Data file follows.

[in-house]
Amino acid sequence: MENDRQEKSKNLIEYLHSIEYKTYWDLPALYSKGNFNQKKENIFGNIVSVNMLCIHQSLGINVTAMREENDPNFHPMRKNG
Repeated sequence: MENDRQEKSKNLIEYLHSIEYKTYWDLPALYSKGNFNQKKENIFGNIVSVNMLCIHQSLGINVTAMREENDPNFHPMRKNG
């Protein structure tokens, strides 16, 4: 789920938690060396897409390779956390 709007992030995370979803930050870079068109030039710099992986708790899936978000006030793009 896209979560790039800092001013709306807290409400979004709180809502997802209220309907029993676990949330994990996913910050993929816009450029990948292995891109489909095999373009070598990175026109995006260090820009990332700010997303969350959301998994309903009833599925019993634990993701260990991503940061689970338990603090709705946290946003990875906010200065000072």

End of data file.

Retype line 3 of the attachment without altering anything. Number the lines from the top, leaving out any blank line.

Repeated sequence: MENDRQEKSKNLIEYLHSIEYKTYWDLPALYSKGNFNQKKENIFGNIVSVNMLCIHQSLGINVTAMREENDPNFHPMRKNG